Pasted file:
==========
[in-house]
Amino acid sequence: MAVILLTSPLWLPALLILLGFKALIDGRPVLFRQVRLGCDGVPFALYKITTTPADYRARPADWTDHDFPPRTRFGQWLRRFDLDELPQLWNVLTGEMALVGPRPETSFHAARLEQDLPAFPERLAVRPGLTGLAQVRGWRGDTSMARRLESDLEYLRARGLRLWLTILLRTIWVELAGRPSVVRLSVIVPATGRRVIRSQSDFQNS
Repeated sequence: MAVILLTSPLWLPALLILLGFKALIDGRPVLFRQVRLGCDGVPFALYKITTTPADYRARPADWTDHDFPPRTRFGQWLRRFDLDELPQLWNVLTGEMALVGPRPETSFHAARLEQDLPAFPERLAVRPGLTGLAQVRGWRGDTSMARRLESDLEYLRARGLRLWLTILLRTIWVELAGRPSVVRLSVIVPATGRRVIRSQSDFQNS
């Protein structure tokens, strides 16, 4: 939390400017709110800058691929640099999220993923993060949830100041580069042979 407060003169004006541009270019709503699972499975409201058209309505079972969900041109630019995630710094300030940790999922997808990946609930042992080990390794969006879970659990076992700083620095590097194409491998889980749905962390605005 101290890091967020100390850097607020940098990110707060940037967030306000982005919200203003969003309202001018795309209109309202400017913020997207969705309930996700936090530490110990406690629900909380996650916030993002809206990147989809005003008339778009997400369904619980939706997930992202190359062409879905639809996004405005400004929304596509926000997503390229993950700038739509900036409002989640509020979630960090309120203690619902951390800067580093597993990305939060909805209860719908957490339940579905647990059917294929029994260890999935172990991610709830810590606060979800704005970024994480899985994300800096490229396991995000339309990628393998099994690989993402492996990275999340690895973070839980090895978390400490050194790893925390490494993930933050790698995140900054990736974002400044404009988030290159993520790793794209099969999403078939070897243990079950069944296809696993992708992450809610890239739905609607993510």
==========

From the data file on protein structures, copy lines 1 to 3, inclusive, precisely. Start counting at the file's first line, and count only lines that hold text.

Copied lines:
[in-house]
Amino acid sequence: MAVILLTSPLWLPALLILLGFKALIDGRPVLFRQVRLGCDGVPFALYKITTTPADYRARPADWTDHDFPPRTRFGQWLRRFDLDELPQLWNVLTGEMALVGPRPETSFHAARLEQDLPAFPERLAVRPGLTGLAQVRGWRGDTSMARRLESDLEYLRARGLRLWLTILLRTIWVELAGRPSVVRLSVIVPATGRRVIRSQSDFQNS
Repeated sequence: MAVILLTSPLWLPALLILLGFKALIDGRPVLFRQVRLGCDGVPFALYKITTTPADYRARPADWTDHDFPPRTRFGQWLRRFDLDELPQLWNVLTGEMALVGPRPETSFHAARLEQDLPAFPERLAVRPGLTGLAQVRGWRGDTSMARRLESDLEYLRARGLRLWLTILLRTIWVELAGRPSVVRLSVIVPATGRRVIRSQSDFQNS